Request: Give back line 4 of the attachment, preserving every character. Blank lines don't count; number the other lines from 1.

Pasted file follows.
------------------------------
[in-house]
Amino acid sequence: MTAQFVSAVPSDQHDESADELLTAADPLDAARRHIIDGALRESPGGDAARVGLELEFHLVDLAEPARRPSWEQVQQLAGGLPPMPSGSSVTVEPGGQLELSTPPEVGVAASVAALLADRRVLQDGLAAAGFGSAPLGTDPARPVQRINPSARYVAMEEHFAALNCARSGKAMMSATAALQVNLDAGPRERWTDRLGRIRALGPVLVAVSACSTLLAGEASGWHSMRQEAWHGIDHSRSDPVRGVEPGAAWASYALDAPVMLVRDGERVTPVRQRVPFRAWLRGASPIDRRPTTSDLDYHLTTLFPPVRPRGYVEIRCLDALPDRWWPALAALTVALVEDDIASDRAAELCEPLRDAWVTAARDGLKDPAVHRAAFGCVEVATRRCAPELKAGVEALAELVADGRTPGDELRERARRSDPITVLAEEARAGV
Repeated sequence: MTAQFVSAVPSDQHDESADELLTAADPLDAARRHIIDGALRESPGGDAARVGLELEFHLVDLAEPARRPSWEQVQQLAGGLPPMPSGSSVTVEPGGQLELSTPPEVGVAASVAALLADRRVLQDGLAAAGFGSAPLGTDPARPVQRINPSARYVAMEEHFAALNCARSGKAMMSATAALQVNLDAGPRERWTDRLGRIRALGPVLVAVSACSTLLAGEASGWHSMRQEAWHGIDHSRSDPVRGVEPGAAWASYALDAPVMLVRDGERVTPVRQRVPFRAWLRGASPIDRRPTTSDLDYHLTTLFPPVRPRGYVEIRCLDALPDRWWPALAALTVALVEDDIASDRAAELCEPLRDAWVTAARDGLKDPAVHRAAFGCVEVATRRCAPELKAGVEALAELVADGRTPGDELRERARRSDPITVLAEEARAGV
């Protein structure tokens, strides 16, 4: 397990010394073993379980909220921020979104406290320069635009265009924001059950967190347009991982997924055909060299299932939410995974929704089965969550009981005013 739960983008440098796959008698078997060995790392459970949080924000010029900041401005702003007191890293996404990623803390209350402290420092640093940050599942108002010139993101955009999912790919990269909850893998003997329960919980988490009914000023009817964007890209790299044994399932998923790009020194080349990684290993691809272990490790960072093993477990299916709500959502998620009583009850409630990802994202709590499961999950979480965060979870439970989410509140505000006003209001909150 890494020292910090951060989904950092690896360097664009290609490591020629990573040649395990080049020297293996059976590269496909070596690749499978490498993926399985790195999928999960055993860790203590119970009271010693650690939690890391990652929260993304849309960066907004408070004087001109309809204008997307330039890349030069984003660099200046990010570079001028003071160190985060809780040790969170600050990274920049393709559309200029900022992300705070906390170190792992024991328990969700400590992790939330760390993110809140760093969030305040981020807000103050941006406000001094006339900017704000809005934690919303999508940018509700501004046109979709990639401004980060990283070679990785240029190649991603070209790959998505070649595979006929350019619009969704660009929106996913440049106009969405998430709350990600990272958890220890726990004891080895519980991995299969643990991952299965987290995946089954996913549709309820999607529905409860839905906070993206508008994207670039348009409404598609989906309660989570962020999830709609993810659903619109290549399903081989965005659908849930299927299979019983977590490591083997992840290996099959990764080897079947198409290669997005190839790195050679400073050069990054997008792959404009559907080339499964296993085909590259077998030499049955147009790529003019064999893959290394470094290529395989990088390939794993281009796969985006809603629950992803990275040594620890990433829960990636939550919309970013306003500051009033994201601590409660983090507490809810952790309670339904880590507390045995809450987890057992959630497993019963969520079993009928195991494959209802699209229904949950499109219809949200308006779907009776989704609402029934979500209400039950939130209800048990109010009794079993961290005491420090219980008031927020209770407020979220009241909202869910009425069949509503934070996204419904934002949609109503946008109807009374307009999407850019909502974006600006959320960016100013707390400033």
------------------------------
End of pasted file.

């Protein structure tokens, strides 16, 4: 397990010394073993379980909220921020979104406290320069635009265009924001059950967190347009991982997924055909060299299932939410995974929704089965969550009981005013 739960983008440098796959008698078997060995790392459970949080924000010029900041401005702003007191890293996404990623803390209350402290420092640093940050599942108002010139993101955009999912790919990269909850893998003997329960919980988490009914000023009817964007890209790299044994399932998923790009020194080349990684290993691809272990490790960072093993477990299916709500959502998620009583009850409630990802994202709590499961999950979480965060979870439970989410509140505000006003209001909150 890494020292910090951060989904950092690896360097664009290609490591020629990573040649395990080049020297293996059976590269496909070596690749499978490498993926399985790195999928999960055993860790203590119970009271010693650690939690890391990652929260993304849309960066907004408070004087001109309809204008997307330039890349030069984003660099200046990010570079001028003071160190985060809780040790969170600050990274920049393709559309200029900022992300705070906390170190792992024991328990969700400590992790939330760390993110809140760093969030305040981020807000103050941006406000001094006339900017704000809005934690919303999508940018509700501004046109979709990639401004980060990283070679990785240029190649991603070209790959998505070649595979006929350019619009969704660009929106996913440049106009969405998430709350990600990272958890220890726990004891080895519980991995299969643990991952299965987290995946089954996913549709309820999607529905409860839905906070993206508008994207670039348009409404598609989906309660989570962020999830709609993810659903619109290549399903081989965005659908849930299927299979019983977590490591083997992840290996099959990764080897079947198409290669997005190839790195050679400073050069990054997008792959404009559907080339499964296993085909590259077998030499049955147009790529003019064999893959290394470094290529395989990088390939794993281009796969985006809603629950992803990275040594620890990433829960990636939550919309970013306003500051009033994201601590409660983090507490809810952790309670339904880590507390045995809450987890057992959630497993019963969520079993009928195991494959209802699209229904949950499109219809949200308006779907009776989704609402029934979500209400039950939130209800048990109010009794079993961290005491420090219980008031927020209770407020979220009241909202869910009425069949509503934070996204419904934002949609109503946008109807009374307009999407850019909502974006600006959320960016100013707390400033």